Cell & TV Tower Locations

How to find TV and Cell Towers

 

Information about what service to use

All the below summed up as of 4/30/2018

ATT shorter distance from tower to phone Verizon longer distance


You will need to use the maps to determine tower locations and tower needs to be sending signal  in  your direction and it needs to be transmitting on the band you are using. 

How to find a cell tower when traveling in an RV or for that matter when you want to stay someplace and need to have good cell service -----


Websites you can use:

OpenSignal.com Gives you a general idea of weak and good coverage areas near you.

CellMapper.net This one shows the tower and the details of the towers equal very useful 

CellReception.com more user friendly 

AntennaSearch.com  slow and has a lot of information you will need to look through


For Finding TV Towers (keep in mind under 60 miles is reasonable over 60 miles you will suffer from signal attenuation)  we use an outdoor antenna to help find the signals but the other half of the story is the tower and it transmit power. There are a lot of variables to consider when traveling from place to place as the signal power tower location etc all play into finding TV stations for Free.


https://www.gps-coordinates.net/gps-coordinates-converter  First get your location/coordinates

http://otadtv.com/tvtower/index.html  Next scroll down to enter coordinates then find towers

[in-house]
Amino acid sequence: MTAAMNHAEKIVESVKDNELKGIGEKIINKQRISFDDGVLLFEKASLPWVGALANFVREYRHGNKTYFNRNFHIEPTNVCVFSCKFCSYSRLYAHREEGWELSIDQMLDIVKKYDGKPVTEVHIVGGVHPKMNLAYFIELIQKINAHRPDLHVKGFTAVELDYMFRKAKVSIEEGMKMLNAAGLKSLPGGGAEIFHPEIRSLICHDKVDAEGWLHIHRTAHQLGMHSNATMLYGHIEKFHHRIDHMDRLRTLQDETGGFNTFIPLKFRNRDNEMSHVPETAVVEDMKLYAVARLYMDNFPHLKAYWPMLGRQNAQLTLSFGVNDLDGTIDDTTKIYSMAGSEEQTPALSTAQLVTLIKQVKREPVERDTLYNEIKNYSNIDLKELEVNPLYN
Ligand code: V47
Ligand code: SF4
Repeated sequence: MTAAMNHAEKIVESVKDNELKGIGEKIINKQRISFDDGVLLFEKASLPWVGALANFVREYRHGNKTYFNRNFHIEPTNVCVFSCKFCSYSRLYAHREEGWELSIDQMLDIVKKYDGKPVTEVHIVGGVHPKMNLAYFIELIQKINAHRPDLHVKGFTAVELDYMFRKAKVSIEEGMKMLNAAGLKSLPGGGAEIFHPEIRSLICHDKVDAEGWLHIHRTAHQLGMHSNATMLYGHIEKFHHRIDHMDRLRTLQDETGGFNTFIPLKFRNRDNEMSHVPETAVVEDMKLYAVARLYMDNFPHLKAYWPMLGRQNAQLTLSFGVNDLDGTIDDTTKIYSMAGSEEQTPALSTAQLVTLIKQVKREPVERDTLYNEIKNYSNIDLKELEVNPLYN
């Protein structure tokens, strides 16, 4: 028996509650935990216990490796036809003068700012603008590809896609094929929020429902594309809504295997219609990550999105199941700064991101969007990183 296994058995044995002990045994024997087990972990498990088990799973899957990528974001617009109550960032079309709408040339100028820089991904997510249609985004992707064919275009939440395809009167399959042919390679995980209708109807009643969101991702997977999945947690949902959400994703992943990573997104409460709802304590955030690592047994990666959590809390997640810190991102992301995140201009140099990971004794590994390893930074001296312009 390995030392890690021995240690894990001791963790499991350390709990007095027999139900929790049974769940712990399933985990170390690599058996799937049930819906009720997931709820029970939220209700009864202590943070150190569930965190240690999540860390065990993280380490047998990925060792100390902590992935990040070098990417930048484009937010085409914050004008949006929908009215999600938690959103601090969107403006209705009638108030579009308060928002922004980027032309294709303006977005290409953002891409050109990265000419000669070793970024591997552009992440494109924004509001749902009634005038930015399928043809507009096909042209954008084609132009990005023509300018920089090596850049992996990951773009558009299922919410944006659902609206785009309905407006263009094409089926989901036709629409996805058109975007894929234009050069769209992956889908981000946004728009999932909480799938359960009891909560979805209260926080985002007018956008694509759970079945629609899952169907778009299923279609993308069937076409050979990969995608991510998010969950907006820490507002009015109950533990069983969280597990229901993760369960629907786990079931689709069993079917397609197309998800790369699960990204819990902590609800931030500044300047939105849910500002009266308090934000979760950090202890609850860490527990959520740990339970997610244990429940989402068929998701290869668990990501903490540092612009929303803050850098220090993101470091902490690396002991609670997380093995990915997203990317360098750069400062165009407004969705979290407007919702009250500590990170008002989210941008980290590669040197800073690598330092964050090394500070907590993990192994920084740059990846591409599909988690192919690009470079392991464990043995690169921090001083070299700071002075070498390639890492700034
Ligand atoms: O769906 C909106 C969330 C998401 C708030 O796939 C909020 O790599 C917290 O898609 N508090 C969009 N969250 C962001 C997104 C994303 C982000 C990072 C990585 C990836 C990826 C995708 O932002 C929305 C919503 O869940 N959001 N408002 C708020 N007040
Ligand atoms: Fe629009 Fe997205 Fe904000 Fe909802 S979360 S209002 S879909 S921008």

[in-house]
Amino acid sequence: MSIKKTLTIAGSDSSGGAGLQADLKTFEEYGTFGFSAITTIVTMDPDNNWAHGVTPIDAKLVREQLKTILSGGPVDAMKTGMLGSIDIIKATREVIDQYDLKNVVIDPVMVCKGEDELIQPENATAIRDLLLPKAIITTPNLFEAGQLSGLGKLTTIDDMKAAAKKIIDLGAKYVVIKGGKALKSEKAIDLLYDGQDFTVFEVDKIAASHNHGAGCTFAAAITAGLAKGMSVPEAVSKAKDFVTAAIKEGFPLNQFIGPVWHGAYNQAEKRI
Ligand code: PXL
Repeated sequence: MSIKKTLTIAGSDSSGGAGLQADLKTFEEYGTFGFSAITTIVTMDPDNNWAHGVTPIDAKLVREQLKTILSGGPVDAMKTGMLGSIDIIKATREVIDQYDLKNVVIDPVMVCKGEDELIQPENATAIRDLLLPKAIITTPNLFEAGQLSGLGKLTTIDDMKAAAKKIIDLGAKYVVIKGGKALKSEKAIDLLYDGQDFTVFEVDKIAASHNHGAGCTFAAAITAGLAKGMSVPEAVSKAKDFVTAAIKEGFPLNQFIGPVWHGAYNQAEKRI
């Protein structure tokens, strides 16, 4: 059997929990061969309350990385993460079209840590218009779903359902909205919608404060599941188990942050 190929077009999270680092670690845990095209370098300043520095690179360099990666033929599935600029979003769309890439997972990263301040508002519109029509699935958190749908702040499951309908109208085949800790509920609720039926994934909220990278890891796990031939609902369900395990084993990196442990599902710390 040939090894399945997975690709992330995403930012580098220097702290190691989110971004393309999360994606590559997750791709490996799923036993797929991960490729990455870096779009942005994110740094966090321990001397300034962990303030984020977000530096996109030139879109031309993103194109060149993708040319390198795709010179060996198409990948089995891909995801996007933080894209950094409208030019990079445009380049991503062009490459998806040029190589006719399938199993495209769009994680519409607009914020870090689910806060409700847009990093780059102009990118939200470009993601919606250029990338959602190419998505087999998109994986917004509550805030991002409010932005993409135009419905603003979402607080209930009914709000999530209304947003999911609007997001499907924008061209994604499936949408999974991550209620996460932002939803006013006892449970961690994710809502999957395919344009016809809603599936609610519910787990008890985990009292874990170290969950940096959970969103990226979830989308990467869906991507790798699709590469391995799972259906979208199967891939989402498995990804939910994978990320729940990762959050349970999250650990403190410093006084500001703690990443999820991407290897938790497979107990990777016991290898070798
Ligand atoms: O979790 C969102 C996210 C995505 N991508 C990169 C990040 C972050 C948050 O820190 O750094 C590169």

https://www.fcc.gov/media/engineering/dtvmaps this link you put in your Zip Code


Apps for your Phone:

 OpenSignal  

 RootMetrics

Network Signal Info

LTE Discovery

Phone App Meteor

FieldTester

LTE Discovery

Signal Check Light 

Try them out and find the one you like


The maximum distance between a cellphone and a cell tower depends on many different factors. The connecting technology, landscape features, the power of the transmitter in the tower, the size of the cellphone network cell and the design capacity of the network all play a role. Sometimes the celltower transmitter is set to low power on purpose so that it doesn't interfere with neighboring cells. Often hills, trees or buildings interfere with transmission. Any of these factors might prevent you from getting a signal, even if a cell tower is quite close.


A cell-phone carrier typically gets 832 radio frequencies to use in a city each cell has about 56 voice channels available.  in any cell, 56 people can be talking on their cell phone at one time


There are two common frequency bands that all cell phone carriers use.  The Cellular band commonly referred to as 1900 uses the frequencies 1850-1990 ATT.  The other band is PCS which is the 800 MHz band uses frequencies in the 824-894 range Verizon.  Most of our cellular phone signal products work on one or the other.

To see the signal strength reading on an iPhone running iOS 11 or later, follow these steps:

1. Dial ⚹3001#12345#⚹ and hit the Call button: This will put your iPhone into Field Test Mode.

2. Tap Serving Cell Measurements scroll down to Measured RSRP. To exit the test mode hit the HOME button 

For droids it can be found under Signal Strength